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Wisdom is a hard-won commodity.  I’m saying that as a parent.

In high school, my son knew, absolutely knew, what he was going to do for college.  We tried to warn him.  “You need a second choice.  You need plans in case those don’t work out.”

What could we possibly know?  This is a new age!  A new world.  There is little or no resemblance to the dinosaur planet where his father and I spent our teen years.

Then Choice #1 fell through.  He was fairly unpleasant to be around even as we stifled the urge to point out that we had, in fact been right,  But he came up with a plan and it has worked out really well.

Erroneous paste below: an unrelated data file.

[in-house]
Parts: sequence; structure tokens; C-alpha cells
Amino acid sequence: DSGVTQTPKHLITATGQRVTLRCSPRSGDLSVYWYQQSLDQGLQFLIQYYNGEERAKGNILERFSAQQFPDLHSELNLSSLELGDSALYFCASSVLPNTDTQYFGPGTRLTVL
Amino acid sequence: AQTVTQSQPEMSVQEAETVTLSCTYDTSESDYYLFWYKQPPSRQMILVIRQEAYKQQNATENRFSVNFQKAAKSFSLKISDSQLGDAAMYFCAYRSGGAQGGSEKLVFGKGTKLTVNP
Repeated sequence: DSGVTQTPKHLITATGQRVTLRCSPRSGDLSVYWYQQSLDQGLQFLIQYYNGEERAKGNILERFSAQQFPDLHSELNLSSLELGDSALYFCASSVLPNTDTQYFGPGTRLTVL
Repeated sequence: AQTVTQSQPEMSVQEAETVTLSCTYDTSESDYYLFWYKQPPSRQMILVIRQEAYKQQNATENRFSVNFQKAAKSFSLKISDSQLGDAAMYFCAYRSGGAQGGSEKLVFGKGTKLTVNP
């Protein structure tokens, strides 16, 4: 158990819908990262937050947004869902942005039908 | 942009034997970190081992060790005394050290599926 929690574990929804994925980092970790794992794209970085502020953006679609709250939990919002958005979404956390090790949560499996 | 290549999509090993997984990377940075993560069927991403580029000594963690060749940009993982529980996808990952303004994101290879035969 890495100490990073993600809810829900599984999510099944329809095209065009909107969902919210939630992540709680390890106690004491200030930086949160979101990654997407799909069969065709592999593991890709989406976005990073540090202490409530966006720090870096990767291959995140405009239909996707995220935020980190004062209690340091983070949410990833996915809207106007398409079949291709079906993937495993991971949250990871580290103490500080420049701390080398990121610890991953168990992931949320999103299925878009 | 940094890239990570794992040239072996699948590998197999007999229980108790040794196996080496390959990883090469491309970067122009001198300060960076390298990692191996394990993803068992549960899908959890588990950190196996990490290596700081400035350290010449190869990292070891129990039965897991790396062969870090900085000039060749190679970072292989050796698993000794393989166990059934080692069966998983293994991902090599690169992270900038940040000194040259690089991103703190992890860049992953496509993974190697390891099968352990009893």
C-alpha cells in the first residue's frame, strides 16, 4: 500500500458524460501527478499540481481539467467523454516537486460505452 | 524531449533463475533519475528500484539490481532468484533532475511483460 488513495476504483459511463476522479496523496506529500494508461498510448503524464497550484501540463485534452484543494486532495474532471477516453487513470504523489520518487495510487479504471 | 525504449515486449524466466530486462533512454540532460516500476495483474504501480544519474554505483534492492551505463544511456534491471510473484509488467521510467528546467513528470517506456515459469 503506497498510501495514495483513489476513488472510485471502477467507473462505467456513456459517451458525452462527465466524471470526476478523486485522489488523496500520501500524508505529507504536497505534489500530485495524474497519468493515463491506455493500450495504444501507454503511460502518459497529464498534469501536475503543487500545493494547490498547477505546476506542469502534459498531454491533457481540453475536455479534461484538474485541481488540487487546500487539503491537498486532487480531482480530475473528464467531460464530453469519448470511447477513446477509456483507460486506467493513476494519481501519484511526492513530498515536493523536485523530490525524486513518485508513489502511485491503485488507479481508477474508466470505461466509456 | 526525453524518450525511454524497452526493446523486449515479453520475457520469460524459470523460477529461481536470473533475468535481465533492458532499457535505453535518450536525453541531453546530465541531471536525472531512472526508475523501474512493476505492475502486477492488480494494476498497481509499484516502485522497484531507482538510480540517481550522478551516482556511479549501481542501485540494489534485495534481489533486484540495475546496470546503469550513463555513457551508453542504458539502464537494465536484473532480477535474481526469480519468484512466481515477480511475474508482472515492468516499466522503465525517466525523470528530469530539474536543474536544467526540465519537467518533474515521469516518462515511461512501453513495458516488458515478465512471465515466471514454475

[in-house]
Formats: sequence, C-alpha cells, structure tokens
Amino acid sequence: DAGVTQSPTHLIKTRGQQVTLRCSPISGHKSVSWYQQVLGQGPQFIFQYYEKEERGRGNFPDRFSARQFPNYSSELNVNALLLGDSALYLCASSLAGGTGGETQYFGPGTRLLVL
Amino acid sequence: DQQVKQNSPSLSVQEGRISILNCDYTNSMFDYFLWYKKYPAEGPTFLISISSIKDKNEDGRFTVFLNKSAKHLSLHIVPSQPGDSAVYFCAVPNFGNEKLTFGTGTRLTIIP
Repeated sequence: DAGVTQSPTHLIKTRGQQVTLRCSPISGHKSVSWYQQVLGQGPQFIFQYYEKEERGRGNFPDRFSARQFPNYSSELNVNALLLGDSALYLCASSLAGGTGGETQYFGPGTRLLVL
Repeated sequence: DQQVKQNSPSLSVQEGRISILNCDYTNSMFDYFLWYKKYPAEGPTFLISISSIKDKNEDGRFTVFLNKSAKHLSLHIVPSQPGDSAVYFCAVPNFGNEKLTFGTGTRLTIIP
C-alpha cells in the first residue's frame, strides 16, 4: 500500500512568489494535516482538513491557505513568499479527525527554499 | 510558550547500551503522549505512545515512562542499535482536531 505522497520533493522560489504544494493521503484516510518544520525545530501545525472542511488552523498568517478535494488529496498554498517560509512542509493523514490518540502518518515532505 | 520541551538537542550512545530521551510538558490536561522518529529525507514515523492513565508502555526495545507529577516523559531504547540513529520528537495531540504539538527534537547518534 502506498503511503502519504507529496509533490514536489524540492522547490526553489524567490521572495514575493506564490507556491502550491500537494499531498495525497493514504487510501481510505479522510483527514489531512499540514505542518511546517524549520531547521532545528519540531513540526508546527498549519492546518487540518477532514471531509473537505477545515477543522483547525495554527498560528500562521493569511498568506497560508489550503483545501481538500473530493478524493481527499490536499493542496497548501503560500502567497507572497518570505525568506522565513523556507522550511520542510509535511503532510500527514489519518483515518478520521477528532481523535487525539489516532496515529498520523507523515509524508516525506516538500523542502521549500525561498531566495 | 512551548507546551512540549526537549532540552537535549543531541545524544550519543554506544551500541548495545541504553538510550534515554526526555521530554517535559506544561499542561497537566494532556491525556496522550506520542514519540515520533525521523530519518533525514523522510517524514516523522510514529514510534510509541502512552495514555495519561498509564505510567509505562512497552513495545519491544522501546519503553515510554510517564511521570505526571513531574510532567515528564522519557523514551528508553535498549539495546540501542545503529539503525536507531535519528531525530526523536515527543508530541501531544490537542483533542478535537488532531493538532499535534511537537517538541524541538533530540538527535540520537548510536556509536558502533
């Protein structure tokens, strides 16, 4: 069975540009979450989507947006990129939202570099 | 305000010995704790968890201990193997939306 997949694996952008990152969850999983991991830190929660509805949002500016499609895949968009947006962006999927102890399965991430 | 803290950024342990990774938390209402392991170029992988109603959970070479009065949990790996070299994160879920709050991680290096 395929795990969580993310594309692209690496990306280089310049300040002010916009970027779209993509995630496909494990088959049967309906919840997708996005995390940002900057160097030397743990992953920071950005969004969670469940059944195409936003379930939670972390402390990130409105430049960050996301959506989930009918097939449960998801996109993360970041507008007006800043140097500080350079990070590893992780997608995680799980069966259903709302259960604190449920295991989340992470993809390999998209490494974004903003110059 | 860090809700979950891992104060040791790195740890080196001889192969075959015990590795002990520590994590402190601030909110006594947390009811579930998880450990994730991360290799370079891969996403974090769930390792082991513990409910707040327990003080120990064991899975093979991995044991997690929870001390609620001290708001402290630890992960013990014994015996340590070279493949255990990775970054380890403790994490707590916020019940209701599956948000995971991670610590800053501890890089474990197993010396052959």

The other day, a friend asked what he was up doing and I filled her in.  Another friend, whose daughter is 3 years older than my son, started asking questions.  “He’s going to do X, more or less.”  “More or less?”  “I don’t know the details.  He’s taking care of it.”  “Do you really think that’s a good idea?  You need to –”

Not my circus.

That’s the hard-won wisdom of a college Mom.  He didn’t want to hear it in high school.  He sure doesn’t want to hear it now.  And really?  He needs to figure it out.  Adulting is tough, but he’s doing a really good job.  In another year, he’ll have an associate degree and money in the bank. He will owe absolutely nothing.  And he has a plan.

What if it doesn’t work out?  He’ll figure out another plan.  He managed to do it before in spite of our attempts to interfere.

Besides, I’m not the mom of a little kid.  I’m the mom of a college student.  When the laundry arrives, I wash it.  I make sure there’s coffee and food – enough for him and his buddies.  Because they’ve started showing up on weekends.  Adulting is tough so we’ll be cheering them on even as we make sure they get a square meal.